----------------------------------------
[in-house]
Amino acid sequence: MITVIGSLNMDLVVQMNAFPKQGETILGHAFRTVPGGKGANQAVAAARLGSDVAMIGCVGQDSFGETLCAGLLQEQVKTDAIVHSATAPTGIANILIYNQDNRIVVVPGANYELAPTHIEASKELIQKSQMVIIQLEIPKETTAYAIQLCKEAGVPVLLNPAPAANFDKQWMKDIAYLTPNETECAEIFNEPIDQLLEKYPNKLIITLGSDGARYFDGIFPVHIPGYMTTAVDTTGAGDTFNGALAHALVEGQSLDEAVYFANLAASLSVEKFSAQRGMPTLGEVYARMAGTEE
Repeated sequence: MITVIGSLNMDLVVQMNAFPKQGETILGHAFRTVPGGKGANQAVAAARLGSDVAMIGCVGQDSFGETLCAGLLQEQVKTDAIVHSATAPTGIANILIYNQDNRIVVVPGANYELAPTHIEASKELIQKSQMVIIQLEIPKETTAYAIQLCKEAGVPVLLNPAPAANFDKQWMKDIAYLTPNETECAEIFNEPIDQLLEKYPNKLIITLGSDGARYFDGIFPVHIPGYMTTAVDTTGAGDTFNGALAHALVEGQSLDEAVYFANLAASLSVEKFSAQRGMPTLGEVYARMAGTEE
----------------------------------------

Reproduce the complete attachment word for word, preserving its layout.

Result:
[in-house]
Amino acid sequence: MITVIGSLNMDLVVQMNAFPKQGETILGHAFRTVPGGKGANQAVAAARLGSDVAMIGCVGQDSFGETLCAGLLQEQVKTDAIVHSATAPTGIANILIYNQDNRIVVVPGANYELAPTHIEASKELIQKSQMVIIQLEIPKETTAYAIQLCKEAGVPVLLNPAPAANFDKQWMKDIAYLTPNETECAEIFNEPIDQLLEKYPNKLIITLGSDGARYFDGIFPVHIPGYMTTAVDTTGAGDTFNGALAHALVEGQSLDEAVYFANLAASLSVEKFSAQRGMPTLGEVYARMAGTEE
Repeated sequence: MITVIGSLNMDLVVQMNAFPKQGETILGHAFRTVPGGKGANQAVAAARLGSDVAMIGCVGQDSFGETLCAGLLQEQVKTDAIVHSATAPTGIANILIYNQDNRIVVVPGANYELAPTHIEASKELIQKSQMVIIQLEIPKETTAYAIQLCKEAGVPVLLNPAPAANFDKQWMKDIAYLTPNETECAEIFNEPIDQLLEKYPNKLIITLGSDGARYFDGIFPVHIPGYMTTAVDTTGAGDTFNGALAHALVEGQSLDEAVYFANLAASLSVEKFSAQRGMPTLGEVYARMAGTEE